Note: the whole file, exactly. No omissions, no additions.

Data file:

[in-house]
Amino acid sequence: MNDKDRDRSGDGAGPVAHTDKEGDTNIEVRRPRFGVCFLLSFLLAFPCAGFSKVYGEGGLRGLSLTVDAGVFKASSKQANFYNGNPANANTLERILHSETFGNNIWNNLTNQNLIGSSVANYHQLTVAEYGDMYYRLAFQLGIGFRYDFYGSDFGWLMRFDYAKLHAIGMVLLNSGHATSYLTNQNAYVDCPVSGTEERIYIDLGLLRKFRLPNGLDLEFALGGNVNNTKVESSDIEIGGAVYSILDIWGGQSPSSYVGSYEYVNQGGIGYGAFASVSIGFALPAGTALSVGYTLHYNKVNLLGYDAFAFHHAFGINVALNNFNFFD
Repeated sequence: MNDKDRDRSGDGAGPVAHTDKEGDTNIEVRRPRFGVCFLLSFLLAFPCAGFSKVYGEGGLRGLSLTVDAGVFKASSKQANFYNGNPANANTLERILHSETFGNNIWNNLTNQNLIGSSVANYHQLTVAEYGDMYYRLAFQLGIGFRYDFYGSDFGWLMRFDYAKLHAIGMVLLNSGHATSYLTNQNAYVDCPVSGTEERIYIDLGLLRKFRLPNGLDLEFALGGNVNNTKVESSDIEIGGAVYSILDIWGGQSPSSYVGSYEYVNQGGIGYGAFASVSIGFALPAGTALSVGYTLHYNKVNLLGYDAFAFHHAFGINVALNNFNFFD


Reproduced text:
[in-house]
Amino acid sequence: MNDKDRDRSGDGAGPVAHTDKEGDTNIEVRRPRFGVCFLLSFLLAFPCAGFSKVYGEGGLRGLSLTVDAGVFKASSKQANFYNGNPANANTLERILHSETFGNNIWNNLTNQNLIGSSVANYHQLTVAEYGDMYYRLAFQLGIGFRYDFYGSDFGWLMRFDYAKLHAIGMVLLNSGHATSYLTNQNAYVDCPVSGTEERIYIDLGLLRKFRLPNGLDLEFALGGNVNNTKVESSDIEIGGAVYSILDIWGGQSPSSYVGSYEYVNQGGIGYGAFASVSIGFALPAGTALSVGYTLHYNKVNLLGYDAFAFHHAFGINVALNNFNFFD
Repeated sequence: MNDKDRDRSGDGAGPVAHTDKEGDTNIEVRRPRFGVCFLLSFLLAFPCAGFSKVYGEGGLRGLSLTVDAGVFKASSKQANFYNGNPANANTLERILHSETFGNNIWNNLTNQNLIGSSVANYHQLTVAEYGDMYYRLAFQLGIGFRYDFYGSDFGWLMRFDYAKLHAIGMVLLNSGHATSYLTNQNAYVDCPVSGTEERIYIDLGLLRKFRLPNGLDLEFALGGNVNNTKVESSDIEIGGAVYSILDIWGGQSPSSYVGSYEYVNQGGIGYGAFASVSIGFALPAGTALSVGYTLHYNKVNLLGYDAFAFHHAFGINVALNNFNFFD